Architecture Teacher Resources

Find Architecture educational ideas and activities

Showing 61 - 80 of 2,938 resources
Students, after studying the history of the states most common architectural styles, are asked to gather together pictures that they think would represent each of the styles.
Young scholars complete independent studies about famous architects or buildings. In this architecture instructional activity, students discuss what they know about the subject with their teacher. Young scholars then select European architects and/or structures to research.
Learners learn the four orders of architecture: Doric, Ionic, Corinthian and Composite and create their own 3D structures in this Art/Art History lesson for fourth through sixth grade. The lesson includes a book resource list for lesson enhancement.
Students observe the design of buildings, either first-hand within their communities or with photographs. The design relief tiles representing buildings studied and use the vocabulary of design elements and construction materials used in the buildings they are representing.
Students explore the role of gargoyles in New York City architecture as a starting point to considering architectural structures in their city. They create designs that illustrate ways in which those local structures may be enhanced by gargoyles.
Learners work in small groups to investigate a variety of art and architecture forms common during the Old Kingdom epoch in Ancient Egypt. Learners then evaluate how these art forms reflect a culture's beliefs and values. And, finally, groups do research on an assigned art form and create an example.
Fifth graders investigate a famous structure.  In this Wonders of the World lesson, 5th graders examine the architecture of a famous structure of the world.  Students answer questions about their structure. Students gather research, write a paragraph and find a picture of their structure. Students share in an exhibit.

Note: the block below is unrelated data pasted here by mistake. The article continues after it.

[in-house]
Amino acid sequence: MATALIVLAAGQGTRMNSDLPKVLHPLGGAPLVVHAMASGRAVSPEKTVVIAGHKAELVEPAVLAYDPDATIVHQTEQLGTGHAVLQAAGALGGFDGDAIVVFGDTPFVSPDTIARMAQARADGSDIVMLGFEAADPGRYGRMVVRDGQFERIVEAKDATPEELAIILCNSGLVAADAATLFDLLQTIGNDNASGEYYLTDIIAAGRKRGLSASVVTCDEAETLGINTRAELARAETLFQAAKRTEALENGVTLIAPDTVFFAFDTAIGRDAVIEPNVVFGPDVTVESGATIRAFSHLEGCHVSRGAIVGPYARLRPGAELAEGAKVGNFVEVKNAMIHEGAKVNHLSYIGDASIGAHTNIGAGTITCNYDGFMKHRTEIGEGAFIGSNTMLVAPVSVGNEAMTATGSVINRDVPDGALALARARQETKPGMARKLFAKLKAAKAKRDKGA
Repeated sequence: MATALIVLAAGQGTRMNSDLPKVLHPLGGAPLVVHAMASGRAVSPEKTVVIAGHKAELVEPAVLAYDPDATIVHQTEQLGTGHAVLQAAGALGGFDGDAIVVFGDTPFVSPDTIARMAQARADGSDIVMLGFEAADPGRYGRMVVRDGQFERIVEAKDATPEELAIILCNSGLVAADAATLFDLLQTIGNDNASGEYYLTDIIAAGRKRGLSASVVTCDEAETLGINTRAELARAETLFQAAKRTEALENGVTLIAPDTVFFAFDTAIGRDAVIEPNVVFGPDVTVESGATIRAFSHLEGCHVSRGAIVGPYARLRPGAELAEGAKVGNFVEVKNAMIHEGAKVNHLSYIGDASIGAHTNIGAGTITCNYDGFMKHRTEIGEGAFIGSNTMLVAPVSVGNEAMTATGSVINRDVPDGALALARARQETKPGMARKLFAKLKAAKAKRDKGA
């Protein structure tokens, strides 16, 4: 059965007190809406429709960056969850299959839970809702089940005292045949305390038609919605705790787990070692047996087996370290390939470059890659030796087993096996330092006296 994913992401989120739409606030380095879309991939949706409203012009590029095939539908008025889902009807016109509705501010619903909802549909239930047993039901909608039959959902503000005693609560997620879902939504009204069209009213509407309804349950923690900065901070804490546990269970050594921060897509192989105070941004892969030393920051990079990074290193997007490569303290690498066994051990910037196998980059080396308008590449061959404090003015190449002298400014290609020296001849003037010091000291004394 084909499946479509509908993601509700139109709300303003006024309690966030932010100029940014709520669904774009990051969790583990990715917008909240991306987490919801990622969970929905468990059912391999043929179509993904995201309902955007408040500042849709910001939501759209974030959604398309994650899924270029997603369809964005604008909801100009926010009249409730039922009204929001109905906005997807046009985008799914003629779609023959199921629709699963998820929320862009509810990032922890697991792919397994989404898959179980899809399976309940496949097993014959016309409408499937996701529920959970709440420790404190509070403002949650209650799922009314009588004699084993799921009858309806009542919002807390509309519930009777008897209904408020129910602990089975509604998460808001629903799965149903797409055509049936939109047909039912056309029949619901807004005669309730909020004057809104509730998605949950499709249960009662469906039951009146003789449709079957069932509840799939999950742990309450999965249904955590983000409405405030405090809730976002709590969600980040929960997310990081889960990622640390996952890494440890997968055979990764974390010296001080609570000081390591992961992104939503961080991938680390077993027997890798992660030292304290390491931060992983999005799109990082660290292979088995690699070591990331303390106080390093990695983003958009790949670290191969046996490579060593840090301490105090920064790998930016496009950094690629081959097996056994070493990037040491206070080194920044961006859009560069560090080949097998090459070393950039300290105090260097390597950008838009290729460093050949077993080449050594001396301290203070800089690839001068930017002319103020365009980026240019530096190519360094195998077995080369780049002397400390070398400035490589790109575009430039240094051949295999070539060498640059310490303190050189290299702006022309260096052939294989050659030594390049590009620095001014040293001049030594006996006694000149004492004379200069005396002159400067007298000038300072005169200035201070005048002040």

Learners get involved in a unique collaboration that enhances their knowledge of architecture and design. Develop organizer resources with others. They are engulfed into a world of architects and museum specialists to facilitate the appreciation of the demands and potential of technology.
Students explore symmetry in architecture.  In this cross curriculum art  and architecture lesson, students fold paper to illustrate symmetry and identify symmetrical and asymmetrical shapes.  Students observe photographs or take a walk in the neighborhood and identify symmetry used in architecture.  Students participate in related web site activities and use wooden blocks to create examples of symmetrical structures.
Students consider the two finalists in the contest for architectural designs for the site of the World Trade Center. They create their own designs for a meaningful public space, then critique each other's designs.
You can introduce your students to the amazing world of ancient architecture with these lesson plans.
Students consider features of skyscraper using descriptive words, reflect on notion of skyscraper as orientation point in a city, and explore New York Times Building in Manhattan by reading and discussing article, "Pride and Nostalgia Mix in The Times's New Home." Students then investigate skyline of international city, choose skyscraper to research, sketch architectural additions, and/or create poems to describe their ideal urban structures.
After viewing images of vernacular and alternative architecture, budding designers collect materials to construct their own spacial design. They use gathered materials to construct a 3D model of the class space in a new way, yet completely to scale. This activity engages problem solving skills critical and creative thinking, as well as spatial awareness.
Eighth graders search a database for famous buildings in Illinois, and compare these structures to the designs of Frank Lloyd Wright.
Students examine architectural designs and styles found in their state and/or community and create scrapbooks that identify those specific traits. This middle-level art lesson can be adapted to work in a social studies classroom.
Young scholars draw like an architect. In this interdisciplinary lesson, students research and draw several examples of different forms of architecture through societies, cultures and times, then present them to the class.
Art and architecture go hand-in-hand. Kids watch clips from the Hayo Miyazaki film Spirited Away to better understand Japanese customs and architecture. The discussion questions included are very good, and will help you lead the class in a focused discussion on why Japanese houses are constructed the way they are. The culminating activity provides them with the opportunity to construct their own rice paper screens.
Students consider the influence of the Greeks on American architecture. In this American Greek Revival architecture lesson, students identify the attributes of architectural style as they compare the Parthenon with the Lincoln Memorial. Several student materials accompany this lesson.
Third graders explore the structural composition of buildings and houses. In this math lesson, 3rd graders explain how architecture is related to mathematics. They create a blueprint of a structure with at least three different spaces.
Students investigate architectural techniques and housing designs before creating an individual plot design in this two-day introductory lesson. A video is provided as well as additional resource links.